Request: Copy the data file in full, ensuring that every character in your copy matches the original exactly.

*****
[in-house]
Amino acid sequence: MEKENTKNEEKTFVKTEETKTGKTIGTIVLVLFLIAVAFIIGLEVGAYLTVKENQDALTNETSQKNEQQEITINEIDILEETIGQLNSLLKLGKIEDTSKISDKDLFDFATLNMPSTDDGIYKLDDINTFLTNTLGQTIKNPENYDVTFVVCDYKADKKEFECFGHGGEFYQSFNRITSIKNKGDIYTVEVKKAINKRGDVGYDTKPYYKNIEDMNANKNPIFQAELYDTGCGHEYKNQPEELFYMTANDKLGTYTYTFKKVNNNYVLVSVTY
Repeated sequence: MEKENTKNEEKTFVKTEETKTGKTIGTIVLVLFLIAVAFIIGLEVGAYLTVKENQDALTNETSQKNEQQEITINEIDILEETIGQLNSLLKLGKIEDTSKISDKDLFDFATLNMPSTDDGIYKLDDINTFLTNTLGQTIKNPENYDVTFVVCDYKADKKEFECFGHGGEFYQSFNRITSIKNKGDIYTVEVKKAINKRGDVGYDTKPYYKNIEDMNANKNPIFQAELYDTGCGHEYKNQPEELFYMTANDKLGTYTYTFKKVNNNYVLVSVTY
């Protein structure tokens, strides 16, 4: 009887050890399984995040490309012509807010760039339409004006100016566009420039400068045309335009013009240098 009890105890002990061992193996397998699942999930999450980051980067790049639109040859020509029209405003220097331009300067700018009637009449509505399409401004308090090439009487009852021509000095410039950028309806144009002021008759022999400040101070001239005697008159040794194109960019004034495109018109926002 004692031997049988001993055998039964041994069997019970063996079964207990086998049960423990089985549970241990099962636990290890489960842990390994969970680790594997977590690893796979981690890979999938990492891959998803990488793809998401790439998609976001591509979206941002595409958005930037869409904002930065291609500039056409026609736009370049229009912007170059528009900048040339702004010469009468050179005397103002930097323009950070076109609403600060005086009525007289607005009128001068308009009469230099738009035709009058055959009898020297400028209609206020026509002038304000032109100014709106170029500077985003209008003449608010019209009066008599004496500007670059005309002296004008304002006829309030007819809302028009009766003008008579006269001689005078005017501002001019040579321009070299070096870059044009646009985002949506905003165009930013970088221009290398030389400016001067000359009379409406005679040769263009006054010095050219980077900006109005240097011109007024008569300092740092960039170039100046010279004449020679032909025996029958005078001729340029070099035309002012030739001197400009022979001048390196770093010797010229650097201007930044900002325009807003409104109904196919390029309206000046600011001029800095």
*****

[in-house]
Amino acid sequence: MEKENTKNEEKTFVKTEETKTGKTIGTIVLVLFLIAVAFIIGLEVGAYLTVKENQDALTNETSQKNEQQEITINEIDILEETIGQLNSLLKLGKIEDTSKISDKDLFDFATLNMPSTDDGIYKLDDINTFLTNTLGQTIKNPENYDVTFVVCDYKADKKEFECFGHGGEFYQSFNRITSIKNKGDIYTVEVKKAINKRGDVGYDTKPYYKNIEDMNANKNPIFQAELYDTGCGHEYKNQPEELFYMTANDKLGTYTYTFKKVNNNYVLVSVTY
Repeated sequence: MEKENTKNEEKTFVKTEETKTGKTIGTIVLVLFLIAVAFIIGLEVGAYLTVKENQDALTNETSQKNEQQEITINEIDILEETIGQLNSLLKLGKIEDTSKISDKDLFDFATLNMPSTDDGIYKLDDINTFLTNTLGQTIKNPENYDVTFVVCDYKADKKEFECFGHGGEFYQSFNRITSIKNKGDIYTVEVKKAINKRGDVGYDTKPYYKNIEDMNANKNPIFQAELYDTGCGHEYKNQPEELFYMTANDKLGTYTYTFKKVNNNYVLVSVTY
């Protein structure tokens, strides 16, 4: 009887050890399984995040490309012509807010760039339409004006100016566009420039400068045309335009013009240098 009890105890002990061992193996397998699942999930999450980051980067790049639109040859020509029209405003220097331009300067700018009637009449509505399409401004308090090439009487009852021509000095410039950028309806144009002021008759022999400040101070001239005697008159040794194109960019004034495109018109926002 004692031997049988001993055998039964041994069997019970063996079964207990086998049960423990089985549970241990099962636990290890489960842990390994969970680790594997977590690893796979981690890979999938990492891959998803990488793809998401790439998609976001591509979206941002595409958005930037869409904002930065291609500039056409026609736009370049229009912007170059528009900048040339702004010469009468050179005397103002930097323009950070076109609403600060005086009525007289607005009128001068308009009469230099738009035709009058055959009898020297400028209609206020026509002038304000032109100014709106170029500077985003209008003449608010019209009066008599004496500007670059005309002296004008304002006829309030007819809302028009009766003008008579006269001689005078005017501002001019040579321009070299070096870059044009646009985002949506905003165009930013970088221009290398030389400016001067000359009379409406005679040769263009006054010095050219980077900006109005240097011109007024008569300092740092960039170039100046010279004449020679032909025996029958005078001729340029070099035309002012030739001197400009022979001048390196770093010797010229650097201007930044900002325009807003409104109904196919390029309206000046600011001029800095």